Do I stand a chance?

<p>I'm a white male, currently a junior. I am taking Calculus BC now, have a 100, should still have one at the end of the year and will make a 5. AP Chemistry is the same situation. My school won't let me take AP Physics, amazingly enough, so I have to take that next year at the big state university. I took all the honors classes I could last year as well as one AP (Human Geography-5) and this year I have AP US Government, AP US History, AP English Language and Composition, BC Cal, and Chem. I should have all 5s except for possibly APUS and Gov. By my senior year I will have taken BC Cal, Multivariable Calculus, and Linear Algebra with Differential Equations. During my senior year I will most likely take the next level of Chemistry, a Calc based Physics class and whatever other math course the University will allow me to take. I'll have As in all of the classes, and I'm hoping the credit won't make me count as a transfer. I think it might at Stanford, so I'll have to look into that. I have some other extra curriculars like Mock Trial, NHS, I play golf recreationally, I play the guitar, I have a few hundred hours of tutoring kids who have learning disabilities and/or don't speak English.
The only thing is I don't have any math awards or national recognition just because there aren't many opportunities for students not in my school's Magnet program for those gifted in math and science. I know it seems odd I'm not in it, but I transferred in the tenth grade and you have to enter in the ninth for Magnet. Thus I have no AMC/AIME/Chem Olympiad recognitions because I can't take the tests.</p>

<p>Do I stand a chance? If you need more information, let me know and I'll post it.</p>

<p>Oh, SAT I will be around 1550+, Chem 800, IIC 770-800. I know they may seem low for CalTech, but that's why I'm worried.</p>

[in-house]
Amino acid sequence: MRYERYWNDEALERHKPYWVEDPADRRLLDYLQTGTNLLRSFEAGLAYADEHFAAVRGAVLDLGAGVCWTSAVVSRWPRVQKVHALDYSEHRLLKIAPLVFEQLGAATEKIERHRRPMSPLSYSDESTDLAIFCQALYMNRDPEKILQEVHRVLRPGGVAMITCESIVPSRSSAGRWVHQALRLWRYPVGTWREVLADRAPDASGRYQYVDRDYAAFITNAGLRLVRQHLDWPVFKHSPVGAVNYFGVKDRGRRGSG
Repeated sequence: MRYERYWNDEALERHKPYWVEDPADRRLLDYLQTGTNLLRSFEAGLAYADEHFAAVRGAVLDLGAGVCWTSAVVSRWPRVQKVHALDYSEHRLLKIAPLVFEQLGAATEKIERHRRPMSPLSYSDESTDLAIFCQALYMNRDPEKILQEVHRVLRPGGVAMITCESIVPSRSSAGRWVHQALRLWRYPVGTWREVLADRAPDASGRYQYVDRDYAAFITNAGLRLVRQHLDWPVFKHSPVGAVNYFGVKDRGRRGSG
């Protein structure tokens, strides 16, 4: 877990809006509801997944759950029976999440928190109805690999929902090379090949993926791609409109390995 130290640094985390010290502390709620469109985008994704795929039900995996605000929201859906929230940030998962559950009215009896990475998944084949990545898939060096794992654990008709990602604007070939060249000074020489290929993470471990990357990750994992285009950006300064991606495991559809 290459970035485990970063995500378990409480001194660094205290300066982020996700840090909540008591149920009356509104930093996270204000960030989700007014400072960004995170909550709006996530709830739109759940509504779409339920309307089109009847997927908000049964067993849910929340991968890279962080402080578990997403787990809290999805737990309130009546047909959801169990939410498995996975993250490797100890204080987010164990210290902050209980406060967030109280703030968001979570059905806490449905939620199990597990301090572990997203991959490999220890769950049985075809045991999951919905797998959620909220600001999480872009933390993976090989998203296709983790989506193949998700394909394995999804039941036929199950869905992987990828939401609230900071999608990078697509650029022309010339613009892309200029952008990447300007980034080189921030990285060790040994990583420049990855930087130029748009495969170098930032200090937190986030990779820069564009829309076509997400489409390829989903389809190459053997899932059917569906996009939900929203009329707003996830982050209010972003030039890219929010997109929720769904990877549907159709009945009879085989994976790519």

<p>Once you're in the 1500-1600 range, SAT scores mean nothing. Don't worry about it.</p>

<p>Your academic record is very strong - stronger than most Caltech applicants (I think most don't get past Calc BC; and besides, at the level you're at, you'll fulfill core requirements. But then I only know the core requirements of MIT and am assuming that they're similar at Caltech).</p>

<p>Caltech has 5 slots for ECs. You should fill them up with your strongest ECs. If you hahve less than 5 strong ECs, then you're in trouble. Also, being unable to take the AMC/AIME won't hurt you THAT much since Caltech should understand that not all schools offer it - so as long as you're strong in other areas, you should be OK, even if Caltech asks for AMC scores on its app.</p>

<p>Caltech is very picky (only 5% of their applicants, I'd assume get in)
while 40% of those that caltech personally ask to apply get in.</p>

<p>Most people at Caltech are in 3rd year calc by the time they get there, though soem have finished 4 years of calc and are moving on into the higher tiers. </p>

<p>Questions like the triangle throw alot of people off, think of something very creative :)</p>